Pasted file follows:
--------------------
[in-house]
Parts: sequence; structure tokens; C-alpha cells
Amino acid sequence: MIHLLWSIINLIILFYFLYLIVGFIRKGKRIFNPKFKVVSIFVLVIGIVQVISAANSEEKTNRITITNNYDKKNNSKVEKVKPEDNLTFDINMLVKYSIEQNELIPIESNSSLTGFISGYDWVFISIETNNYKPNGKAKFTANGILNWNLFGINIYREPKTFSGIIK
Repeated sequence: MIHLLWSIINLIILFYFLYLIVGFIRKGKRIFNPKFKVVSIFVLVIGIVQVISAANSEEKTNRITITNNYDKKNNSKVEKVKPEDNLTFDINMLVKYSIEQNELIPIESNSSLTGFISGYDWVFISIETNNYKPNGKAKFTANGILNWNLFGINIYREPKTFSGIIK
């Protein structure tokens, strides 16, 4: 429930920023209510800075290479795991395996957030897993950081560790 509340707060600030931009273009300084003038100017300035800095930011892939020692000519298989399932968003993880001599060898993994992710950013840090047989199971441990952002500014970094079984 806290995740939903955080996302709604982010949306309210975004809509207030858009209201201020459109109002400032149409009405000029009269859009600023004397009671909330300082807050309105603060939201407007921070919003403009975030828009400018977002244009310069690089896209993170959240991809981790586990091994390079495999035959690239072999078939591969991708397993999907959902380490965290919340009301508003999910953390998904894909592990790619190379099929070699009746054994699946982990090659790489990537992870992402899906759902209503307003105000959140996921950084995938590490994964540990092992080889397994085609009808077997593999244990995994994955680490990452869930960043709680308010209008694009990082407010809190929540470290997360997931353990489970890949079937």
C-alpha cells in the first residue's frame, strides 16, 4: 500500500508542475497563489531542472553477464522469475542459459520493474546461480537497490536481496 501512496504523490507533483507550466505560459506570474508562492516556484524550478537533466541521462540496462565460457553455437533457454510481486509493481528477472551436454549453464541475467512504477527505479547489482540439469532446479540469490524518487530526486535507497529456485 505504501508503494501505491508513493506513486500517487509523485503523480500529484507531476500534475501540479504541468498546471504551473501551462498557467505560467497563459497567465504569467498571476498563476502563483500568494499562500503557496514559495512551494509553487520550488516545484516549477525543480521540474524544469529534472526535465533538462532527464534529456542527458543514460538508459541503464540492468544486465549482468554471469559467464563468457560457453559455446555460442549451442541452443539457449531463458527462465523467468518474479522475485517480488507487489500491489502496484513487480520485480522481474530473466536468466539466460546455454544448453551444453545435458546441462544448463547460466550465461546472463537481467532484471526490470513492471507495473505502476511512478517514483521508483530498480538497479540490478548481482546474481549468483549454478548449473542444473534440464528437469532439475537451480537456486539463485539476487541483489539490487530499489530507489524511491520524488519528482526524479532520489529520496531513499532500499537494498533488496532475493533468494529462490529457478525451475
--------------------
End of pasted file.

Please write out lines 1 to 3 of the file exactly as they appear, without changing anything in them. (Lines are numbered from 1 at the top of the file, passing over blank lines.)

[in-house]
Parts: sequence; structure tokens; C-alpha cells
Amino acid sequence: MIHLLWSIINLIILFYFLYLIVGFIRKGKRIFNPKFKVVSIFVLVIGIVQVISAANSEEKTNRITITNNYDKKNNSKVEKVKPEDNLTFDINMLVKYSIEQNELIPIESNSSLTGFISGYDWVFISIETNNYKPNGKAKFTANGILNWNLFGINIYREPKTFSGIIK